The opinion of the court was delivered by: John Garrett Penn United States District Judge
This case is before the Court on the defendant's Motion To Vacate Judgment [#15]. The plaintiff filed an opposition [#16] to which the defendant filed a reply [#17]. Also pending before the Court is the plaintiff's Motion For Disposition Order [#11].
The background of this litigation is as follows: The defendant executed promissory notes in 1988 and 1989 to pay for his education. Those loans were guaranteed by the government under the student loan program. The defendant has never made any payments on the loans. The government, having exhausted all efforts to collect on the notes, referred the matter to the United States Attorney and then to private counsel. The plaintiff filed this action on March 19, 1998. The plaintiff's private process server, Douglas McBeth, delivered the summons and complaint to the defendants' address located at 1417 Sheridan Street, N.W., Apartment A-4, Washington, D.C, on March 25, 1998. Opposition Exhibit A (Affidavit of Service). The process server left the summons and complaint with an adult male who declined to state his name. A postal trace on November 25, 1998, reflects that mail was being delivered to the defendant at that address. Opposition Exhibit B (Address Information Request). When the defendant failed to respond to the summons and complaint, the plaintiff filed a Motion for Default Judgment on May 28, 1998 [#6]. The Motions Judge granted the motion on May 28, 1998 [#7]. Judgment was entered in the amount of $36,255.45 which included accrued interest in the amount of $3,879.35 and attorney's fees and costs. Following the entry of the judgment, counsel for the government sent a number of notices to the defendant concerning the judgment, however, the defendant never responded. At the December 12, 2006 hearing he testified that he thought they were from a private bill collector.
Nothing else took place in the case until the plaintiff issued a writ of garnishment on the judgment on the Bank of America in February 2004. In April, 2005, the plaintiff issued writs of garnishment on the All First Bank and on the Provident Bank of Maryland. The latter attachment proved successful and on June 24, 2005, the plaintiff moved for an order for disposition of the funds in that account [#11]. The Provident Bank responded that the amount in the defendant's account is $3,586.38 [#10]. The case was reassigned to this Court on February 13, 2006.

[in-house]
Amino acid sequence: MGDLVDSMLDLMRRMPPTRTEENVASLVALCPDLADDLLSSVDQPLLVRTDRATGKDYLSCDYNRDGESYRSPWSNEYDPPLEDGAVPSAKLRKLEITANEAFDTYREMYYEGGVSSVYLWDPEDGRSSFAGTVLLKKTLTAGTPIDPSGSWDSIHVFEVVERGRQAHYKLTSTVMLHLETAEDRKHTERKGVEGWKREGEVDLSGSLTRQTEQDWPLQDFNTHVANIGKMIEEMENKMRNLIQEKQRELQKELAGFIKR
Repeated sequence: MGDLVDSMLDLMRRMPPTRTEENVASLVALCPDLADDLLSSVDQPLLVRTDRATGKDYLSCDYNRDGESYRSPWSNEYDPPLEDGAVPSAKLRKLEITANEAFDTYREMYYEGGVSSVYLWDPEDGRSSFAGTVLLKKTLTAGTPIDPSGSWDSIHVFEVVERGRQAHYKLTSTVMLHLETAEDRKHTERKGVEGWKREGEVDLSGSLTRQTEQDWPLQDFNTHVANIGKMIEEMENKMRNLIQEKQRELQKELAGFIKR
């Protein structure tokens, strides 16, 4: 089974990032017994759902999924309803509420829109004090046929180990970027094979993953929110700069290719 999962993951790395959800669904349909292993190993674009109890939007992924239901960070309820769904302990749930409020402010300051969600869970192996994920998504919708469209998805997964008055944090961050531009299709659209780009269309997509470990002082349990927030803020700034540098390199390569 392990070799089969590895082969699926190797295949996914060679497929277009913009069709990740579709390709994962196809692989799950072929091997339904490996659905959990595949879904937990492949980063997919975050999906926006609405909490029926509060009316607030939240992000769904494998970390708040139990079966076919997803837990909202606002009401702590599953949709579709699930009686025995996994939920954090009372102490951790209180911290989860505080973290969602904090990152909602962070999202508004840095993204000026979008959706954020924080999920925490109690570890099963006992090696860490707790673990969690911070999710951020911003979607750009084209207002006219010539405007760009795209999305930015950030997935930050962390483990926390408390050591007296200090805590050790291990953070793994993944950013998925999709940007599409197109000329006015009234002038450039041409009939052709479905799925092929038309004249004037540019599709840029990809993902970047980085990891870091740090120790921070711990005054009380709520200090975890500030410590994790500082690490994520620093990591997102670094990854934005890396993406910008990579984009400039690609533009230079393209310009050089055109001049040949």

The Court scheduled a hearing for October 19, 2006 which was later continued over until October 26. The defendant appeared and contended that he had no notice of this action or the default judgment until the filing of the plaintiff's motion for disposition. The Court granted the defendant's request to file a motion to set aside the judgment and included a briefing schedule.
The defendant's wife, Christie Onyekachi-Olejemeh, filed a separate action in the United States District Court for the District of Maryland in which she named as defendants, the government, counsel for the government in this case, the Provident Bank of Maryland, and Patricia Fisher, presumably an official or employee of the bank. Civil Action No. 05-3219 (USDC MD). The Maryland court noted that the plaintiff in that case brought that action as a result of the writ of garnishment issued against the Provident Bank. She argued that at least half of the funds in the joint bank account belonged to her. The Maryland court transferred the case to this Court where it was filed as Civil Action No. 06-0443. At the hearing held on October 26, 2006, this Court allowed Mrs. Onyekachi-Olejemeh to intervene in this action and dismissed Civil Action No. 06-0443.
The Court held a hearing on the motion on December 12, 2006. The defendant and his wife testified. After considering the motion, the opposition and the reply, together with the testimony of the witnesses, the Court concludes that the Motion To Vacate should be denied for the reasons set forth below.